Science and Technology Committee

Oral evidence: Science and Innovation Strategy, HC 958
Wednesday 21 January 2015

Ordered by the House of Commons to be published on 21 January 2015.

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Members present: Andrew Miller (Chair); Dan Byles; Stephen Metcalfe; Stephen Mosley; Pamela Nash; David Tredinnick

Questions 1-76

Witnesses: Rt Hon Greg Clark MP, Minister of State for Universities, Science and Cities, Department for Business, Innovation and Skills, and Professor Sir Mark Walport, Government Chief Scientific Adviser, Government Office for Science, gave evidence.

Q1   Chair: Good morning, gentlemen. Thank you very much for coming in. We have been having a fascinating discussion about “Our plan for growth: science and innovation”, published by the Treasury and yourselves. We want to try and explore some of that and get a feeling for it, because there are some apparent changes in direction that we were not aware of. The first one, Minister, is that I am curious about the definition that is used on page 9, which says: “This requires all of the sciences, what the Germans would call Wissenschaft, the natural, physical and social sciences, engineering, technology, the arts and humanities. From this point this strategy uses the word science to encompass all of the above.” When did that definition come in?

Greg Clark: My ministerial portfolio is responsible for research funding generally, and universities, of course, contain all of these disciplines. It is incredibly important that we see the totality of the research base.


Q2   Chair: I can understand the application of science within the arts, but incorporating the arts and humanities as part of the definition is what I am curious about.

Greg Clark: It is the broadest view of what we mean by the research base and science in that sense. Let me give you an example, which is not, as it were, the application of science within the humanities. Ebola is a matter that concerns the world at the moment. One of the most useful contributions to the effort to eradicate Ebola has come from anthropologists, who have been studying, for example, how different societies treat dead bodies. Understanding the cultural norms in particular cultures has been very important in the medical and scientific efforts to eradicate Ebola. That is one example of where the connections between disciplines are increasingly important, and it is why, in terms of the emphasis of this strategy, collaboration is one of the big themes that we concern ourselves with.


Q3   Chair: It still does not answer my question, with respect. I can understand arts and humanities being part of research and of the research base, but arts and humanities are not all sciences.

Greg Clark: They are. The reason why we used this definition at the outset is that to have a strategy that was narrowly about the physical sciences would underplay the importance of, the connections with, and the contributions of, academic research and its application in fields that may not be part of that but should not be separated from it.

Sir Mark Walport: The Arts and Humanities Research Council is part of the research base, so there is nothing new about including arts and humanities. They are part of the research base. I don’t think that this is an argument about the semantic definition of science, but a science strategy should take in the totality. If we are to get the maximum exploitation of science, we need to understand human factors. Design is extremely important. I am not sure that dancing on the point of a pin as to the precise definition of science is important. There are the sciences. There are the physical sciences. There is engineering, which does not like to be called a science, but there are the engineering sciences. This is an inclusive strategy.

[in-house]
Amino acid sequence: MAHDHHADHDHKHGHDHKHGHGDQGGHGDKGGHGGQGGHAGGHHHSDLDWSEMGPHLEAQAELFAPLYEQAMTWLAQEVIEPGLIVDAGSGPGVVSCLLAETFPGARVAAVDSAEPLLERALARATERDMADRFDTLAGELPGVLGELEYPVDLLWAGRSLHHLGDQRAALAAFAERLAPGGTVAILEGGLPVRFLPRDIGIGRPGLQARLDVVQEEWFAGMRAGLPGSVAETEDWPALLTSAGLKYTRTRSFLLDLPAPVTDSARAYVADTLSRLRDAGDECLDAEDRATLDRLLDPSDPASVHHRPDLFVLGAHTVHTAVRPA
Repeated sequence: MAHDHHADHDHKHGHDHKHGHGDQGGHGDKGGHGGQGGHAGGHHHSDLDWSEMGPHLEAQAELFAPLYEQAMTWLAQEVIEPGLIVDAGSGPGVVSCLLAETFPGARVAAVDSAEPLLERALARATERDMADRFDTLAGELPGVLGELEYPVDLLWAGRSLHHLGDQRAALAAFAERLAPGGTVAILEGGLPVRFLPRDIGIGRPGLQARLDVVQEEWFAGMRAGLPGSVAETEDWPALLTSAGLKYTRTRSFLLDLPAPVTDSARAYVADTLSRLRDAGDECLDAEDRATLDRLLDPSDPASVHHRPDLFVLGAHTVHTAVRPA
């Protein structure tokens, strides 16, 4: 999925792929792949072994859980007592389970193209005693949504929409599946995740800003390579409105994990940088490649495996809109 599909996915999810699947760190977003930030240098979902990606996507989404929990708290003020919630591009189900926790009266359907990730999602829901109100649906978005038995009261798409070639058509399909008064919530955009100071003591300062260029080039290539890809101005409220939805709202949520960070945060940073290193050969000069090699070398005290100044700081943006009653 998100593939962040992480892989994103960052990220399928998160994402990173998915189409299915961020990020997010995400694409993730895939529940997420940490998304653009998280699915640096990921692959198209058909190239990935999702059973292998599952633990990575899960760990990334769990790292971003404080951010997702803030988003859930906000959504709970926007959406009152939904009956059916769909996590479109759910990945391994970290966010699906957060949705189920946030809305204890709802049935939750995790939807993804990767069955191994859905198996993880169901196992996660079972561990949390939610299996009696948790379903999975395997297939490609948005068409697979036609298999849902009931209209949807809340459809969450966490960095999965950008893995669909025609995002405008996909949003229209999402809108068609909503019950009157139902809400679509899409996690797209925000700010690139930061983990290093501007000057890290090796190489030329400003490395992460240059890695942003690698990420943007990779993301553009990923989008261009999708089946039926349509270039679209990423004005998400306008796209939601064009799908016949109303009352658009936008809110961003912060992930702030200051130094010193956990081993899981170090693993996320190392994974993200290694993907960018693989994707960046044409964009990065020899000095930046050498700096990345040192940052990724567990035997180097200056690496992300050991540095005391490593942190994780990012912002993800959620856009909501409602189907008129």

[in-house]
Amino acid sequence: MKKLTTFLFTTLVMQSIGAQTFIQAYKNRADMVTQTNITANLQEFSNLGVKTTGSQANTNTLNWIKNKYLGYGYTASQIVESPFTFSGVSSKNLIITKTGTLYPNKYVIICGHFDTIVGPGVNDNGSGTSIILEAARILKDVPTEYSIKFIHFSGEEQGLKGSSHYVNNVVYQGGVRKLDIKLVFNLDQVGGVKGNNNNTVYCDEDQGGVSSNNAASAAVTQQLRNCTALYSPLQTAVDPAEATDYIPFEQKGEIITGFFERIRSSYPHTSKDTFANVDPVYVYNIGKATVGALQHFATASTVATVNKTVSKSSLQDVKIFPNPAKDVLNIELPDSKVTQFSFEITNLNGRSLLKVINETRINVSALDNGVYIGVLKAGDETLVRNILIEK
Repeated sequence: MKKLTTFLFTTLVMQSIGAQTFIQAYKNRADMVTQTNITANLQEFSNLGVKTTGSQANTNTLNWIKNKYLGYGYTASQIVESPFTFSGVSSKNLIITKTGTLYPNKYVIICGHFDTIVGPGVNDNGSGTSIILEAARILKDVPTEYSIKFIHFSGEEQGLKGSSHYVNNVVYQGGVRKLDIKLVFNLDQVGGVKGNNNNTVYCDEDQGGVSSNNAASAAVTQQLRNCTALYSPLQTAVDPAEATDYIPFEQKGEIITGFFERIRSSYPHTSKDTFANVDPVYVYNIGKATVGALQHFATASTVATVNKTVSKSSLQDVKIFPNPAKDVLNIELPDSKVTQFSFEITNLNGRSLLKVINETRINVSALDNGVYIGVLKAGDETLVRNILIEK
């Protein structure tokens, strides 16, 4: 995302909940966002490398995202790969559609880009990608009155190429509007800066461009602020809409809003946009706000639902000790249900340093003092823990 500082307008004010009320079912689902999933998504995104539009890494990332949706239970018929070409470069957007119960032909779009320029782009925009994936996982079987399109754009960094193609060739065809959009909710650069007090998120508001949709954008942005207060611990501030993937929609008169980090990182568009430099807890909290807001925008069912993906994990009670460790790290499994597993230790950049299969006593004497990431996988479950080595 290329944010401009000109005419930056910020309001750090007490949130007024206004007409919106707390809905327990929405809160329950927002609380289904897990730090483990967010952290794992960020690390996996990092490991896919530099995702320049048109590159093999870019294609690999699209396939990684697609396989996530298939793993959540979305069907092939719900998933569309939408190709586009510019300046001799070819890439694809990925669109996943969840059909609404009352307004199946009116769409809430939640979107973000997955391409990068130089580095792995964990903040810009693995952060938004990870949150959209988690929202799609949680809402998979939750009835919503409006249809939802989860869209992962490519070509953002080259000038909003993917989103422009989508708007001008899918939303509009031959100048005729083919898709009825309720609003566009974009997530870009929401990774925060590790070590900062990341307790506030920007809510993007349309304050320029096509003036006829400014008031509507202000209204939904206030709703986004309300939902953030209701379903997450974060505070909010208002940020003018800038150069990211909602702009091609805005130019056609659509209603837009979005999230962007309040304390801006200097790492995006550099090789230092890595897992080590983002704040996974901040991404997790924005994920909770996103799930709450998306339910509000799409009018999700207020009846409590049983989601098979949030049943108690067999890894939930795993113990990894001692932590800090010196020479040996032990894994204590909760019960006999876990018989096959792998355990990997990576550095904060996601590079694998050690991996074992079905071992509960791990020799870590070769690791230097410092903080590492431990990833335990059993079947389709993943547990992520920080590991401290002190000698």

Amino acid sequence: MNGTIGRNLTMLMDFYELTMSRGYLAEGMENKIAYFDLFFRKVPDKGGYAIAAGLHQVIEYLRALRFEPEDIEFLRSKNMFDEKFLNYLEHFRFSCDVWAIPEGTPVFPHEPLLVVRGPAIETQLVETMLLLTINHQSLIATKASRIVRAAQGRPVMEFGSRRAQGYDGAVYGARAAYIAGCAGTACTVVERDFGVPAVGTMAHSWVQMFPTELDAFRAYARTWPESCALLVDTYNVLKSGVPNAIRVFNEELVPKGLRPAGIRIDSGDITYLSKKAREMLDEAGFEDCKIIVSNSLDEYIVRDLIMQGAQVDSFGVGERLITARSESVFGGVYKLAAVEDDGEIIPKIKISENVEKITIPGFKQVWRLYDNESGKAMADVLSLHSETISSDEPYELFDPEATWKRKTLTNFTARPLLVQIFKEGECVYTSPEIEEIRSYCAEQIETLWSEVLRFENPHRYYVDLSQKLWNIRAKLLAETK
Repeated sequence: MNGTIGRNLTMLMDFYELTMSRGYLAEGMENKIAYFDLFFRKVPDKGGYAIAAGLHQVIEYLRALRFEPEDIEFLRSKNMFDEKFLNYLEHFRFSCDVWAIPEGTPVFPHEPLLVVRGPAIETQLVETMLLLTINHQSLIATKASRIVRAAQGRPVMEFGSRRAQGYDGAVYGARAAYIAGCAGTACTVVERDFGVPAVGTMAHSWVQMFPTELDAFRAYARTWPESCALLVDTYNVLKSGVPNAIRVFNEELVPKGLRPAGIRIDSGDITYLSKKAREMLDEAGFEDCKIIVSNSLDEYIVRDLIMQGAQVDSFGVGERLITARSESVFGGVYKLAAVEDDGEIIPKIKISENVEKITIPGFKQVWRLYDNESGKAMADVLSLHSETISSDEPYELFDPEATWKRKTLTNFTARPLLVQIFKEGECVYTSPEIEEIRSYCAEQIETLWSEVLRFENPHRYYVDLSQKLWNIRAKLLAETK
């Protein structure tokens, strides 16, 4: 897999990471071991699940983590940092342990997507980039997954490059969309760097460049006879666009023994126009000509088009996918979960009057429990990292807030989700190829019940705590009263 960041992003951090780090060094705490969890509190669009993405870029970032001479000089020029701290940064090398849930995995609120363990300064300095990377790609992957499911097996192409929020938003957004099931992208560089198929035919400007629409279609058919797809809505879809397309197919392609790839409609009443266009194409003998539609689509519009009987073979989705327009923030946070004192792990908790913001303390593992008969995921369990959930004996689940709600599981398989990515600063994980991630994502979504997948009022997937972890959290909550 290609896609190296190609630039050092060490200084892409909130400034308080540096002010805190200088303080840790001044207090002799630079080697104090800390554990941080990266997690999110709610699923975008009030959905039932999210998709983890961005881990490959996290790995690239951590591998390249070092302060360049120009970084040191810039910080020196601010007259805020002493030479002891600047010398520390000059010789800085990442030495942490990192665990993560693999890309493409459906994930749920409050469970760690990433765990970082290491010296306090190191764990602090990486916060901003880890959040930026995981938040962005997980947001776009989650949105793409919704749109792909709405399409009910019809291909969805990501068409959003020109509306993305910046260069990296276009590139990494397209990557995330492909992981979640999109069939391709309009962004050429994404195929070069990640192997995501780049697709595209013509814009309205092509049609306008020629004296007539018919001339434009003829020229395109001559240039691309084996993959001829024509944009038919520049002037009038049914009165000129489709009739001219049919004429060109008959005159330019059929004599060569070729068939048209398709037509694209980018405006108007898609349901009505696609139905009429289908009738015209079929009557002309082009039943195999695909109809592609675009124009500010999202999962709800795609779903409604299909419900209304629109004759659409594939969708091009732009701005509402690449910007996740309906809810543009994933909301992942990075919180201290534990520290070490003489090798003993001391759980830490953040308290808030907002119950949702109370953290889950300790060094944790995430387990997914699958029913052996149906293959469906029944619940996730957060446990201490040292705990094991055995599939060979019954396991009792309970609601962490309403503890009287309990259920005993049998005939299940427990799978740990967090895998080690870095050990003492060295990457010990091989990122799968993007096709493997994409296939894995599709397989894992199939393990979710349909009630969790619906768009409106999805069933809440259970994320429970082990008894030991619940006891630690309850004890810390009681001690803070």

Q4   Chair: I am going to look back over some of your previous speeches, Sir Mark, because I suspect that I can find an exact opposite case, but there you are.

Sir Mark Walport: I don’t think so. I have always been very careful about the inclusion of the social sciences.


Q5   Chair: No, no. So has this Committee. It is the phrase “arts and humanities” that we find odd—the Wissenschaft.

Sir Mark Walport: Is the history of science a humanity or a science? Understanding the history of science is extremely important if we are to understand the position of science in society and public engagement now.


Q6   Chair: Okay. What was the overall driver for producing this strategy? Was it delivering a quality science base or helping to develop science as a key engine for growth?

Greg Clark: It is both and all of it. It seems to me that you have a responsibility and an opportunity, in my position as Science Minister, to look forward, in this case in a 10-year forward look, to make sure that we can be confident in the future that our science base, our research base, is going to be as successful as it can be. It is based on a position of strength, and this Committee knows very well just what an important asset science is to the country. It seems to me that that is going to become more important in the future. If any of us think about how the nation is going to earn its living in the future and how it is going to have influence in the future, you look at the things you are good at and then you ask yourself whether there is going to be a buoyant appetite for that.